But assets in bypass trusts don't get the capital-gains tax break. Heirs don't enjoy that step-up in basis, and that's what estate lawyers are worrying about now.

When the estate-tax thresholds were lower, couples had a choice. They could use a trust so that part of the assets would avoid the estate tax when the second spouse died. But bypassing the estate tax also meant forfeiting the step-up in basis, so heirs would face a capital-gains tax of 15% on appreciation between the time the first spouse died and the death of the survivor. Or the couple could forgo the trust, and the kids could face an estate tax of up to 55% on the assets exceeding the exemption in the estate. The choice was easy. "We wanted to save on the estate tax, not on the capital-gains tax," says Edward "Foss" Hooper, an estate lawyer in Appleton, Wis.

The top long-term capital-gains tax rate is now 20%. These days, beneficiaries of estates such as the one above "would have an estate tax of zero but a federal capital-gains tax of 20%" on the trust assets, McClintock says.


Let's look at the earlier couple. When the father dies, his assets that go in the trust have a stepped-up basis of $800,000. But that $2.2 million in appreciation that occurs in the trust before Mom dies gets no step-up because it does not pass through her estate. If the heirs sold all the assets, they would pay up to 20% in capital-gains tax on the $2.2 million appreciation. They would pay 0% capital gains on Mom's assets outside the trust. (A trust protects an IRA's growth from estate tax, but the step-up strategy doesn't apply to IRAs.)

Pouring the Assets Into the Estate

Now, the challenge is to move assets out of the trust and into the estate, to earn the tax-saving step-up. And while bypass trusts are irrevocable, "that does not mean that trusts are unchangeable," McClintock says.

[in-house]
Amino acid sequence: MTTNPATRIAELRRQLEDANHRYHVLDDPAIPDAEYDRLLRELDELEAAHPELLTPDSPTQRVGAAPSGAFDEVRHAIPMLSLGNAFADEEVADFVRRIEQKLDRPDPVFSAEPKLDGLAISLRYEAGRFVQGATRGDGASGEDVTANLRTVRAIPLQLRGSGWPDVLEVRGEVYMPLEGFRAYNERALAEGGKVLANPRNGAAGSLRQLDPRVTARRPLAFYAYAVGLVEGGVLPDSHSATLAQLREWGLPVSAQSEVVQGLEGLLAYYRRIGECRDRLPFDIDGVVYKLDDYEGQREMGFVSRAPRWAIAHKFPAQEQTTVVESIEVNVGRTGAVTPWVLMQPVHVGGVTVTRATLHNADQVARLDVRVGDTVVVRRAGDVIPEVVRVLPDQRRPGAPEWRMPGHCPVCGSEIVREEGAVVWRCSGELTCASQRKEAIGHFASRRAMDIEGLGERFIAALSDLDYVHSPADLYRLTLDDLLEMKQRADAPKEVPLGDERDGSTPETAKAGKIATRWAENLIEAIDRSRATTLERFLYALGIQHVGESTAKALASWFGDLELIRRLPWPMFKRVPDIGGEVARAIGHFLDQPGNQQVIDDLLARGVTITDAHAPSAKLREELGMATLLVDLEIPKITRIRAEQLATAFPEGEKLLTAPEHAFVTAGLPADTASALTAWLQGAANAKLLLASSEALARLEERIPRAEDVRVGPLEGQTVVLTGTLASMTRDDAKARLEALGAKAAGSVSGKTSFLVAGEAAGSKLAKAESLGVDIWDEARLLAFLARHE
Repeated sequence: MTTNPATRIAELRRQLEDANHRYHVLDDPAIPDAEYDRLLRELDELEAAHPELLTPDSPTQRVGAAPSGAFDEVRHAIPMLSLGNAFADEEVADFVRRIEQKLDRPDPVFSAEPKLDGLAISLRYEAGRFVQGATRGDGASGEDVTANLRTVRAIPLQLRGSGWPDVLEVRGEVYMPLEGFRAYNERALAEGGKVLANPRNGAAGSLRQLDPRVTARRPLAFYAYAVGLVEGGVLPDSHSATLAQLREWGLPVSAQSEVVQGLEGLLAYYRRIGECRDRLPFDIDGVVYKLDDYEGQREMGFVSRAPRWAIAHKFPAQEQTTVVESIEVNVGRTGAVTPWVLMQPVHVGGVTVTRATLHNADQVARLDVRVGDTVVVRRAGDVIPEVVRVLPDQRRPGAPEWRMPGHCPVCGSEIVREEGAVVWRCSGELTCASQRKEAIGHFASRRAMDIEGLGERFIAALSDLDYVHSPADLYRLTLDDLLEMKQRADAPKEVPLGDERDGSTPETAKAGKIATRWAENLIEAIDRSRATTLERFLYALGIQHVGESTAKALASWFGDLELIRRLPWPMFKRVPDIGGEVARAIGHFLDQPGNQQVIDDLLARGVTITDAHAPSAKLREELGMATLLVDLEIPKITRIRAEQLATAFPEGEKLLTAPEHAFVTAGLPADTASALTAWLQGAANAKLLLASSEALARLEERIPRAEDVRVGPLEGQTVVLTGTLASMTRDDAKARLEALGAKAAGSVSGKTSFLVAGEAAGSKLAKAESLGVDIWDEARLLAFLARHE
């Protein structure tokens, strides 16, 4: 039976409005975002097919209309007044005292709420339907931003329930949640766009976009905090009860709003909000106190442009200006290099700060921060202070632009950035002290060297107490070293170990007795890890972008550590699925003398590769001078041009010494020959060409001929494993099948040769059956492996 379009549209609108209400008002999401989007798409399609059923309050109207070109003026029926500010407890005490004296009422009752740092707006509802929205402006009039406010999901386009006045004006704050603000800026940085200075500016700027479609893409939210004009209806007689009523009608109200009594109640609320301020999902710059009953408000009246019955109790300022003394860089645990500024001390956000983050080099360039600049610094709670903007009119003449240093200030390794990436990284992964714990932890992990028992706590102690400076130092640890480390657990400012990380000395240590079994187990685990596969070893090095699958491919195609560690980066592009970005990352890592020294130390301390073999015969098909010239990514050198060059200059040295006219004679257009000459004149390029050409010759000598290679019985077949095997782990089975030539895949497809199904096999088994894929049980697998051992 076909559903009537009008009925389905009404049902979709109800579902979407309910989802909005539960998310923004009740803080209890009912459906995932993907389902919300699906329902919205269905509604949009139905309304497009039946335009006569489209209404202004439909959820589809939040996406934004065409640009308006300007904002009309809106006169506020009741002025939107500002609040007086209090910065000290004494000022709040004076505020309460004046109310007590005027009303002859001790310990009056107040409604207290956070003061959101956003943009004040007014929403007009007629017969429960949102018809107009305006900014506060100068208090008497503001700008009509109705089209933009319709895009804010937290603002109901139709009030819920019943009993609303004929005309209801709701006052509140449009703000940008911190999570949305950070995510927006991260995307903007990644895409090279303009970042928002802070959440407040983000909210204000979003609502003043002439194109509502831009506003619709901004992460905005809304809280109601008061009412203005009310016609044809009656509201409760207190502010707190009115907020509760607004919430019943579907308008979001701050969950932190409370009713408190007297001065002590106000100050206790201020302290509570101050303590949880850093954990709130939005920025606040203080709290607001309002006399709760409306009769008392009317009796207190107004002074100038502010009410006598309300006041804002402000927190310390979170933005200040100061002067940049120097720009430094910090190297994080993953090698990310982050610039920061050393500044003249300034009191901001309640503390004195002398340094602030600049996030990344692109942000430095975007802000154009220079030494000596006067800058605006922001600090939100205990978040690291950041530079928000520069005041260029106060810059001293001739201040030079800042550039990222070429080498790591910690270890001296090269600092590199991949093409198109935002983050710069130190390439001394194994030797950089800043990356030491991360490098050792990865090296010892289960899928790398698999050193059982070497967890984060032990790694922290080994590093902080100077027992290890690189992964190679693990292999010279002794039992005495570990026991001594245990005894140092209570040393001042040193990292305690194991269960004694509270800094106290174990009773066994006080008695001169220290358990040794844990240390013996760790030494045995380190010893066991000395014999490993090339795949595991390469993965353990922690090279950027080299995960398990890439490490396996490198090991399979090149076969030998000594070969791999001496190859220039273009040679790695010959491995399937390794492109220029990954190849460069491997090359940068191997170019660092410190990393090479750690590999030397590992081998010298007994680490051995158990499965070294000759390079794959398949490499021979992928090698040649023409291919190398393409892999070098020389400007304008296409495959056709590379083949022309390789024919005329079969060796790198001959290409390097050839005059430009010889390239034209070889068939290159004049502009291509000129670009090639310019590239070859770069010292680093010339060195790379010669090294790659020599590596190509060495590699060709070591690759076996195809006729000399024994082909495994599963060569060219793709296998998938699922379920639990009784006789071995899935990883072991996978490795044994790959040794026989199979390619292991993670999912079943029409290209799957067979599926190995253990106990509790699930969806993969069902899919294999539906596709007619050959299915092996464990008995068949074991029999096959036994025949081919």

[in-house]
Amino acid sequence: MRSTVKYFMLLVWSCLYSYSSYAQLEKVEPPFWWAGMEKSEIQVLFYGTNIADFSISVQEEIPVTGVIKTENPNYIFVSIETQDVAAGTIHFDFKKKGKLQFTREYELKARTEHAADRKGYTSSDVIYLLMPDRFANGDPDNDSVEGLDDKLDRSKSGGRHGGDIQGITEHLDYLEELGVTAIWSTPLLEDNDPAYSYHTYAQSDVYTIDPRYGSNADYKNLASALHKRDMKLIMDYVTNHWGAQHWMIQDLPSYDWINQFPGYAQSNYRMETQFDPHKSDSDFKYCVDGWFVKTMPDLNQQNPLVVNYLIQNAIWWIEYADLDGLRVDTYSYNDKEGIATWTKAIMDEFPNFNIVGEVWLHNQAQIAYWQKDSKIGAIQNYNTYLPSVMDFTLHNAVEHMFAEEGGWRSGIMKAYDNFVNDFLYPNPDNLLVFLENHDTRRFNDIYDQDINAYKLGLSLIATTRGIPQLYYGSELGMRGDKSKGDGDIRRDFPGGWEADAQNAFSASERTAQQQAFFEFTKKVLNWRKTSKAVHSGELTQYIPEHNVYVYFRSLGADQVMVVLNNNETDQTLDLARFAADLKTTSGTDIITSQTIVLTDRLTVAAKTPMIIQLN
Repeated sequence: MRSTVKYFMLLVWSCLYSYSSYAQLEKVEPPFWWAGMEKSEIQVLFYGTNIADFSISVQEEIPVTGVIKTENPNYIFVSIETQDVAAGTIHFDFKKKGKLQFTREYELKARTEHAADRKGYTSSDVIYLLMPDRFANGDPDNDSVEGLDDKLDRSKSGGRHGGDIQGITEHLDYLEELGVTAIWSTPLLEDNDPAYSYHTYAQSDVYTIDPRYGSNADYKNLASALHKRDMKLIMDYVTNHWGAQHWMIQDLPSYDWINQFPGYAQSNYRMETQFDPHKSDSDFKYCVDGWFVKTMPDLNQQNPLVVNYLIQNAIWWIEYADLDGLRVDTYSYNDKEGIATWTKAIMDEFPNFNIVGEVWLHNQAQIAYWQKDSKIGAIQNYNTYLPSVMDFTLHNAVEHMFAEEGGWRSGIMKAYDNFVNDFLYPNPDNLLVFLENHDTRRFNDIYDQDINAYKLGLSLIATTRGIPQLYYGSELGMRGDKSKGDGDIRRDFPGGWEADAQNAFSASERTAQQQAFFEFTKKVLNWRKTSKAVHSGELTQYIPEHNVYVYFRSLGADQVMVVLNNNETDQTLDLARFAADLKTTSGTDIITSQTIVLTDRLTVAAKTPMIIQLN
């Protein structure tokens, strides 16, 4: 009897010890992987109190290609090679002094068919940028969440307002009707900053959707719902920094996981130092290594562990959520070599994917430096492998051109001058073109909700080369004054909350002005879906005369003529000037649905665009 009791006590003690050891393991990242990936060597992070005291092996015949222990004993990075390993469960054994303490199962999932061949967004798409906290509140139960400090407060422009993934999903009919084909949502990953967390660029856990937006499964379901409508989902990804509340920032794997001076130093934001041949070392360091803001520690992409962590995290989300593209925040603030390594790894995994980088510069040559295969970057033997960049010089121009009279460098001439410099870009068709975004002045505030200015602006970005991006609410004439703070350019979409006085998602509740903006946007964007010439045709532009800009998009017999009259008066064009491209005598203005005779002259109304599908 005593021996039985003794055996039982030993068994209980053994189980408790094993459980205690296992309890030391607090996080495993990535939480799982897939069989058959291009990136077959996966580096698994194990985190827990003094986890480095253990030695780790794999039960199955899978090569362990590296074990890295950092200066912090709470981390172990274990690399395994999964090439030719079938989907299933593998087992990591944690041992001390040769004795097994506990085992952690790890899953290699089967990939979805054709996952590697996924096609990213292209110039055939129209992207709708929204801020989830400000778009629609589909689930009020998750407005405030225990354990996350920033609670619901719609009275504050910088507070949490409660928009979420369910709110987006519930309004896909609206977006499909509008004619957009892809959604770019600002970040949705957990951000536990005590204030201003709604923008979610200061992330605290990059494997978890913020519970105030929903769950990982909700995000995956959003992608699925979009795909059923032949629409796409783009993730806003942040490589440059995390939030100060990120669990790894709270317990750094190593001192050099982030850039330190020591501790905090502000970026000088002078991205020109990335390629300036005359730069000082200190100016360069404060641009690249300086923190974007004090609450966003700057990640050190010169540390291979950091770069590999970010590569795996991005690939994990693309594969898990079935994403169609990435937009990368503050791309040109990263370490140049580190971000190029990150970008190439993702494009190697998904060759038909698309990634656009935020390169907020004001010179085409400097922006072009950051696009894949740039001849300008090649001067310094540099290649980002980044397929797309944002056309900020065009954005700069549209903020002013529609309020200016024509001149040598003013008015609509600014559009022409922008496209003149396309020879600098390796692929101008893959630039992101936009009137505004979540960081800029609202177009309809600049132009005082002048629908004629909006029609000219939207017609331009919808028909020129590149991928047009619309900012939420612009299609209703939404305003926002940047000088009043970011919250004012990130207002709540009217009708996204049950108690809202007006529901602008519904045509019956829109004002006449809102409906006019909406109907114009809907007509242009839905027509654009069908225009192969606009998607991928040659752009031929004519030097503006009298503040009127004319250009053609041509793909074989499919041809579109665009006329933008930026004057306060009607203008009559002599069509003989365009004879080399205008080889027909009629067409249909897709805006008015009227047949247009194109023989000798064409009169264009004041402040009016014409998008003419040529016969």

More than half the states allow surviving spouses to make changes to the trust that enable them to get the step-up. The legal mechanism is called trust "decanting" -- figuratively pouring the assets from the trust into a new one. Twenty-two states have decanting laws while another 11 states use common law, McClintock says. The laws differ by state.

Under the decanting laws, the original trust should include a provision that gives the trustee the discretion to use part of the principal to pay for the surviving spouse's expenses, says Walter Morris Jr., an estate lawyer with Wyatt, Tarrant & Combs, in Lexington, Ky. If the trust has such a provision, the trustee should be able to set up a new trust to take the assets.


The new trust would provide the surviving spouse with a "power of appointment" allowing the spouse to give some of the property to creditors of the estate. That rarely is an issue, but by giving the spouse some control over the trust assets, Hooper says, the assets in effect are pulled into the estate.

Still, Morris says, this does not give the spouse complete control of the assets. The new trust, he says, could include terms that require a neutral third party, perhaps the trustee, to sign off on any of Mom's expenditures. "The children would have the assurance that she can't give property to anyone who calls and says, 'I need money,' " Morris says.

Although the assets are in a new trust, the terms provide the same protections as the old trust. For instance, if the surviving spouse remarries, the new spouse has no access to the property.